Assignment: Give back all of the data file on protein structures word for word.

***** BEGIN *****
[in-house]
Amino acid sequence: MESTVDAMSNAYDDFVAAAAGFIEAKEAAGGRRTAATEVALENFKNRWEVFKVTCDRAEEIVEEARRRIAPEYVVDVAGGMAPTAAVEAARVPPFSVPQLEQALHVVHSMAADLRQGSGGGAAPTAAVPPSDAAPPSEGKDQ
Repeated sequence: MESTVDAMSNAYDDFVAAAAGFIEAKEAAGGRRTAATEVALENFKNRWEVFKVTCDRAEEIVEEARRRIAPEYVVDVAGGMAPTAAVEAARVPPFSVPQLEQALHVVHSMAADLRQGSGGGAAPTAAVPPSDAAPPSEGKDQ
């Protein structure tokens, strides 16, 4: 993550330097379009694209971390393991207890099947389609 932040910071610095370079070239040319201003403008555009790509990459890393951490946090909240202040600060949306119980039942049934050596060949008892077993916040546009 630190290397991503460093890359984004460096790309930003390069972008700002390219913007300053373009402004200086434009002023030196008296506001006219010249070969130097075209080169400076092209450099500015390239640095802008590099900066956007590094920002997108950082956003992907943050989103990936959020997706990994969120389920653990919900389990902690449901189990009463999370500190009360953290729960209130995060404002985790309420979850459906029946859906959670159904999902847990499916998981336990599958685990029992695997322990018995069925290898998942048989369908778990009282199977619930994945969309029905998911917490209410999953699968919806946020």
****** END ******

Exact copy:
[in-house]
Amino acid sequence: MESTVDAMSNAYDDFVAAAAGFIEAKEAAGGRRTAATEVALENFKNRWEVFKVTCDRAEEIVEEARRRIAPEYVVDVAGGMAPTAAVEAARVPPFSVPQLEQALHVVHSMAADLRQGSGGGAAPTAAVPPSDAAPPSEGKDQ
Repeated sequence: MESTVDAMSNAYDDFVAAAAGFIEAKEAAGGRRTAATEVALENFKNRWEVFKVTCDRAEEIVEEARRRIAPEYVVDVAGGMAPTAAVEAARVPPFSVPQLEQALHVVHSMAADLRQGSGGGAAPTAAVPPSDAAPPSEGKDQ
């Protein structure tokens, strides 16, 4: 993550330097379009694209971390393991207890099947389609 932040910071610095370079070239040319201003403008555009790509990459890393951490946090909240202040600060949306119980039942049934050596060949008892077993916040546009 630190290397991503460093890359984004460096790309930003390069972008700002390219913007300053373009402004200086434009002023030196008296506001006219010249070969130097075209080169400076092209450099500015390239640095802008590099900066956007590094920002997108950082956003992907943050989103990936959020997706990994969120389920653990919900389990902690449901189990009463999370500190009360953290729960209130995060404002985790309420979850459906029946859906959670159904999902847990499916998981336990599958685990029992695997322990018995069925290898998942048989369908778990009282199977619930994945969309029905998911917490209410999953699968919806946020």